Like binary classification, something like predicting 1 or 0, the patient is diabetic or not diabetic, means predicting two classes, is not the current world scenario. Nowadays, there are N number of categories or classes present if you talk about a particular domain. So to perform classification tasks here, all predictive classification models do not support multi-class classification like Logistic regression, support Vector Machine as those are designed to perform Binary classification and do not support classification tasks more than two classes. In contrast, Decision tree classification, K-nearest neighbour, Naive Bayes Classification and neural network-based models give superior performance for Multi-Class Classification.
What is Multi-Class Classification
A classification problem including more than two classes, such as classifying a series of dog breed photographs which may be a pug, bulldog, or teabetain mastiff. Multi-class classification assumes that each sample is assigned to one class, e.g. a dog can be either a breed of pug or a bulldog but not both simultaneously.
Many approaches are used to solve this problem, such as converting the N number of classes to N number binary columns representing each class. By doing so, we can use a binary classifier for Multi Classification problems. Pandas built-in get_dummies attribute provides you with this functionality to get a binary representation of each class.
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There are other methods for multi-classification problems. Jason Brownlee has introduced the One-vs-Rest and One-vs-One Strategies. You can read about it here.
Here we will be using K-Nearest Neighbour with tuning its hyperparameter such as n_neighbors, metric. Elbow method will be used for choosing the optimal value of K by showing a graphical representation of errors w.r.to different values of K.
Let’s understand how to solve Multi Classification problems with practical use case by Python code implementation.
Code Implementation of Multi-Class Classification
Importing all dependencies:
import numpy as np import pandas as pd import matplotlib.pyplot as plt from sklearn.model_selection import train_test_split from sklearn.neighbors import KNeighborsClassifier from sklearn.datasets import load_digits from sklearn.metrics import plot_confusion_matrix
This article focuses on performing multi-classification uniquely to avoid class imbalance and uncertainty in the dataset; I have used the built-in digits dataset provided by sklearn. Which has 64 different pixel values of particular digits as input feature columns and targeted digits range from 0 to 9.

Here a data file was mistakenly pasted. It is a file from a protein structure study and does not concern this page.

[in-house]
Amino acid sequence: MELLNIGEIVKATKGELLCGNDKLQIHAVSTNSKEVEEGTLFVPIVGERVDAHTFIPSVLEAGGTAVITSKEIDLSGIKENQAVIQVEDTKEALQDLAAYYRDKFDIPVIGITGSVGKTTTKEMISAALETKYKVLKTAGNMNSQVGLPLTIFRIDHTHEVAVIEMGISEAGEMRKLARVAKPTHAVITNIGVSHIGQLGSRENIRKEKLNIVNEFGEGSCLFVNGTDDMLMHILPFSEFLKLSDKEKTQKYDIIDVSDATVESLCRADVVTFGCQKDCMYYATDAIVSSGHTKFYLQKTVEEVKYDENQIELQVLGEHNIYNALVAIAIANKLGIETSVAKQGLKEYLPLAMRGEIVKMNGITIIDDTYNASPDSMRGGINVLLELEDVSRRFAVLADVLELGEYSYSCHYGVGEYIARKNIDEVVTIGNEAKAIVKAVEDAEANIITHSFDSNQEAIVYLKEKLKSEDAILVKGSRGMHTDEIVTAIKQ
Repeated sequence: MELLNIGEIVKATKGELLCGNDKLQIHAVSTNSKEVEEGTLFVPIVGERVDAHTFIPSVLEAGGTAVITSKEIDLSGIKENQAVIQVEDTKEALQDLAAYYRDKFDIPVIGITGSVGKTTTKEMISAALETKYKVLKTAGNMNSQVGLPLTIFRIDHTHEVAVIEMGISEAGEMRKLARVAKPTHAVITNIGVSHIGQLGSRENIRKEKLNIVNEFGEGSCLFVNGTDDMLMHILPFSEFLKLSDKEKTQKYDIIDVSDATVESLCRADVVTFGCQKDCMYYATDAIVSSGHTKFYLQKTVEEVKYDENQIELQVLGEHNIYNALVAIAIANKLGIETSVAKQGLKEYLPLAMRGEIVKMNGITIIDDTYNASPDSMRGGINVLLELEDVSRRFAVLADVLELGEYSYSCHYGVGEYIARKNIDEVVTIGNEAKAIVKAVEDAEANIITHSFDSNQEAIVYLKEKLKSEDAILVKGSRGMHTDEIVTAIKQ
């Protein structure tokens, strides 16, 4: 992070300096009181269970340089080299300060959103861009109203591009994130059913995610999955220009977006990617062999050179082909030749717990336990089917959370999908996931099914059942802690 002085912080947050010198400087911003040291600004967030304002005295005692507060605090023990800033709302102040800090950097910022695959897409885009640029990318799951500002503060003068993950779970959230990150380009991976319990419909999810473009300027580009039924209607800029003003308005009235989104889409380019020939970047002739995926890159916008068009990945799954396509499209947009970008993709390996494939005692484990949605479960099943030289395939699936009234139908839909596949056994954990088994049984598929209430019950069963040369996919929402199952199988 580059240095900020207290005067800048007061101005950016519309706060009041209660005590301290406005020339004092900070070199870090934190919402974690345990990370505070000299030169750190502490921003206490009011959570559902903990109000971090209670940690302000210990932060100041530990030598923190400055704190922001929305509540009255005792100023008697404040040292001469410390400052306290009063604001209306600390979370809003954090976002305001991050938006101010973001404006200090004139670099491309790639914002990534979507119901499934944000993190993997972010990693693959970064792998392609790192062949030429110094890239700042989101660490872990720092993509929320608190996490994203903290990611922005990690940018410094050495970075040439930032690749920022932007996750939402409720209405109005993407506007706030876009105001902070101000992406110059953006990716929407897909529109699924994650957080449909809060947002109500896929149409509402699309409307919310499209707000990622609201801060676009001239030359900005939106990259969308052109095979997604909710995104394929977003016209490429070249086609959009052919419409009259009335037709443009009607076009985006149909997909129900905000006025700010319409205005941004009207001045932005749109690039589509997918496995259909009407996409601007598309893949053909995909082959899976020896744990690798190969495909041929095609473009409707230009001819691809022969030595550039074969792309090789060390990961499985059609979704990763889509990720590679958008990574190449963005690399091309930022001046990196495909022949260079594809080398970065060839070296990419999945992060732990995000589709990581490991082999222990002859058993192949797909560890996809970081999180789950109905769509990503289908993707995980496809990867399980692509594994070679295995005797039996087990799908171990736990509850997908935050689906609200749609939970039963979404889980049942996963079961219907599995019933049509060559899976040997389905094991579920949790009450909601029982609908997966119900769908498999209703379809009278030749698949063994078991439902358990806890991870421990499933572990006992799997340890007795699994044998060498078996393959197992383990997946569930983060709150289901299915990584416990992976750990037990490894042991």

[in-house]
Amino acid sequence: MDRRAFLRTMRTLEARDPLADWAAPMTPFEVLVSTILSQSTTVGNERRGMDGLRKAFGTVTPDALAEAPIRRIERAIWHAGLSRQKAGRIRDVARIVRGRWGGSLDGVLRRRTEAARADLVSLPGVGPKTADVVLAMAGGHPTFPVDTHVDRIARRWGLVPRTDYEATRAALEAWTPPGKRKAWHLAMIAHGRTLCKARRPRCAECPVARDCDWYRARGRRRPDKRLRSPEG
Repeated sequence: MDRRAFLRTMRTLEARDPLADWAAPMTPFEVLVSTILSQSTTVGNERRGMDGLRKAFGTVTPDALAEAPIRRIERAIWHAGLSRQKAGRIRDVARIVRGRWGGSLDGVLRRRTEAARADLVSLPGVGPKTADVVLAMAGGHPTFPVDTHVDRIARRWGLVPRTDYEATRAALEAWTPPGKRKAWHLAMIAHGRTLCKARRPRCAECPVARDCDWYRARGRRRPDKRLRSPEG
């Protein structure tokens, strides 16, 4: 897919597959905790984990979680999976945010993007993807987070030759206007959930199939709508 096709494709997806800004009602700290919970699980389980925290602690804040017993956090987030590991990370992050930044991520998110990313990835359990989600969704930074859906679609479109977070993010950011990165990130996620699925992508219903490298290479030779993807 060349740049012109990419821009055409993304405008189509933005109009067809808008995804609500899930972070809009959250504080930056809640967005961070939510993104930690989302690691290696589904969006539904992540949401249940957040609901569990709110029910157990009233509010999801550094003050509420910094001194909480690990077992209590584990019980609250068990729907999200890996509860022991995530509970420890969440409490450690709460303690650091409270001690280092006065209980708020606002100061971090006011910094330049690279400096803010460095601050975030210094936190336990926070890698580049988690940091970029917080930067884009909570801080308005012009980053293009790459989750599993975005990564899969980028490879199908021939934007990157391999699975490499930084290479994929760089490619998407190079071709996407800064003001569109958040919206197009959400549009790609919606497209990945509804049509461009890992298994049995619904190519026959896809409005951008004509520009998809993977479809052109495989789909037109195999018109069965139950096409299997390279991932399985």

Loading the dataset
load_data = load_digits() dataset = (pd.DataFrame(load_data.data,columns = load_data.feature_names)) dataset[['digits']] = load_data.target.reshape(-1,1) dataset.head()
Selecting input-output features and train test split:
As the number of instances is around 1800, only to ensure more data is used for training here, we have set the test size to be 25%.
x = dataset.drop(['digits'],axis=1) y = dataset.digits x_train, x_test, y_train, y_test = train_test_split(x, y, random_state = True, test_size = 0.25)
Elbow method to calculate K value graphically:
To set the optimum value of K here, I have used the elbow method; the plot below shows the error rate against 100 values of K. Error rate is calculated by taking the mean of where the predicted value is not equal to the actual value.
error_rate= for i in range(1,100): knn = KNeighborsClassifier(n_neighbors=i) model = knn.fit(x_train,y_train) pred_i = knn.predict(x_test) error_rate.append(np.mean(pred_i != y_test)) plt.figure(figsize=(13,8)) plt.plot(range(1,100), error_rate, linestyle = 'dotted', marker = 'o',color = 'g') plt.xlabel('K value') plt.ylabel('Error Rate') plt.title('K value Vs Error Rate') plt.show()
From the above graph, we can see that from the initial point to the K values equals to 8 and 9, the error rate decreases; afterwards, it tends to increase and saturate for some K values, and this pattern is being followed throughout the graph.
From the graph, we can see that for K value equal 8 and 9, the error given by the model is nearly zero, so we can choose K value as 8 or 9 for our final model.
Final Model and performance metrics :
model = KNeighborsClassifier(n_neighbors=8).fit(x_train,y_train) pred = model.predict(x_test) plot_confusion_matrix(model,x_test,y_test,cmap=plt.cm.Blues) print(classification_report(y_test,pred))
Almost all the samples are predicted correctly. The classification report has also given evidence that our model is perfectly fit for the dataset.
The Google Colab notebook is present here for your reference.
In this article, we discussed how to optimize the performance of classification algorithms by tuning their hyperparameter. In KNN, finding K value by trial and error method is a rigorous task because even a slight change in the value of K can degrade the model’s performance, as you can see in the above graph and hence it is not a good practice to approach in that way. The Elbow method is pretty simple to implement and powerful to get the accurate value of K where the model gives its best performance and helps limit problems due to overfitting.